Squire Broel uses visual language to give shape to his encounters with both the visible world and the invisible world. Nuances, commonly overlooked in the midst of a frenetic, culturally driven reality provide much of the inspiration for his work. Through series and repetition Broel delves deep into his creative process; ever-working to distill the spirit of his subjects. Through his quest for the “essential,” Broel explores the many expansive possibilities inherent to the search.
Upon receiving his B.A. from Seattle Pacific University in 1992, Broel spent the next six years gaining insight and experience through travels around Southeast Asia and as the patineur for the Walla Walla Foundry. He used this time to cultivate his own manner of working and hone his skills as an artist. As the bronze coloration specialist at the Foundry, Broel consulted and worked for such artists as Jim Dine, Deborah Butterfield, David Bates, the late Nancy Graves and the late Robert Arneson. At the same time, he became increasingly influenced by and aware of the traditions and methods that thread Northwest artists together. Recurrent references to natural forms, energetic mark making and the mystical surface quality in his work connect Broel to those traditions.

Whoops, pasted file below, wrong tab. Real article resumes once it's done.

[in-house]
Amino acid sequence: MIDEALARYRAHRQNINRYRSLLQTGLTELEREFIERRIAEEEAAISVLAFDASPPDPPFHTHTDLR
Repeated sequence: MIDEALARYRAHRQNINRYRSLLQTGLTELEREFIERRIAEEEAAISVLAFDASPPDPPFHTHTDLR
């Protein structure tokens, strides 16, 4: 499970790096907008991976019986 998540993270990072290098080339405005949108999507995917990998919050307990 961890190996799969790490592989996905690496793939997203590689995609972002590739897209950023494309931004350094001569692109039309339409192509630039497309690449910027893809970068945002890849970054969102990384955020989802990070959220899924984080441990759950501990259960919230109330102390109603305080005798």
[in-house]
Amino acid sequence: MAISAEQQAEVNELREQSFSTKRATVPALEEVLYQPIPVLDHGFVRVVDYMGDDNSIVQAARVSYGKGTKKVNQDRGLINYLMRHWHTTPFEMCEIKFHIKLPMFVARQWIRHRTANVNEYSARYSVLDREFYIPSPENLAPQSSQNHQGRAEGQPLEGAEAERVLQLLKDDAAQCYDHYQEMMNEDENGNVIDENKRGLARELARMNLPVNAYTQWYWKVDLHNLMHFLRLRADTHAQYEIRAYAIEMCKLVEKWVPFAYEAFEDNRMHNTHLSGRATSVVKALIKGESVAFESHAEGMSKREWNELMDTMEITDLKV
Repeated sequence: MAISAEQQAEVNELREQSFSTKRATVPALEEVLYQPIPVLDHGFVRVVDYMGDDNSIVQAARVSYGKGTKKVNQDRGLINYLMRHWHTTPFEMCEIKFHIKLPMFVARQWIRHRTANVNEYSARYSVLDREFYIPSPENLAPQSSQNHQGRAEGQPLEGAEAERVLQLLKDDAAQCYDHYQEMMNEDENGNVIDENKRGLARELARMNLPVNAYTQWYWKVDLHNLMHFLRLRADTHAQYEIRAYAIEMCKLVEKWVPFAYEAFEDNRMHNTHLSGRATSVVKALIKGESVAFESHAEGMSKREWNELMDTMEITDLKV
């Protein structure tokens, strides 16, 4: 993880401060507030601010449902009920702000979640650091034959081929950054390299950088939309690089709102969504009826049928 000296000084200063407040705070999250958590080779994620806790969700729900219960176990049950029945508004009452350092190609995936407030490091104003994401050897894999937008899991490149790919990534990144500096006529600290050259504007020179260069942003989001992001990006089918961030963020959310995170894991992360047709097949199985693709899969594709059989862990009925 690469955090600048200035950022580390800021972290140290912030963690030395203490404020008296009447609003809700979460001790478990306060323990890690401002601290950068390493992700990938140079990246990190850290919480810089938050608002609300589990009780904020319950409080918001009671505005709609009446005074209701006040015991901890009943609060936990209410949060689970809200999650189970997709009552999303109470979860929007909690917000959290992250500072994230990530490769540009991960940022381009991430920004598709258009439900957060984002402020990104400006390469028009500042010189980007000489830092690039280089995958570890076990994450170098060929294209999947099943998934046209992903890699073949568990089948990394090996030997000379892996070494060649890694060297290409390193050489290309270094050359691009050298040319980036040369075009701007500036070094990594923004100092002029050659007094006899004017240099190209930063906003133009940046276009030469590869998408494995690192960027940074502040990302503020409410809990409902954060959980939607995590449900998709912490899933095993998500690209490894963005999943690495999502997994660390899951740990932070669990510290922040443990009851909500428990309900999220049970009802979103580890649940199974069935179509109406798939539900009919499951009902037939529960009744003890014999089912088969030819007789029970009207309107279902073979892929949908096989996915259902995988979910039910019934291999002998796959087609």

Near the end of 1997, Broel left the Walla Walla Foundry to open Broel Studio. This move has allowed him to focus on his own work full time. Employing his education, knowledge of art history and experience as patineur, Broel is painting and sculpting to visually express everyday objects and experiences with thoughtful honesty and reflection. Broel’s current work continues in a variety of dimensions to explore the derivations of his abstract botanical paintings. Moving between works of large-scale and diminutive stature celebrates the inherent physicality of the creative process itself, and how changes in process build and affect meaning.
His work is in numerous private and public collections: examples include the Brooklyn Museum, Los Angeles County Museum, Swedish Hospital (Seattle, WA), Whitman College (Walla Walla, WA) and the City of Walla Walla. Broel has participated in solo and group exhibitions throughout the Pacific Northwest, Canada, Vietnam, China and Indonesia. While his work is exhibited internationally, Broel has chosen to live and work in Walla Walla, Washington. The isolation of his location allows him to develop his own visual voice that continues to gain attention outside the Northwest.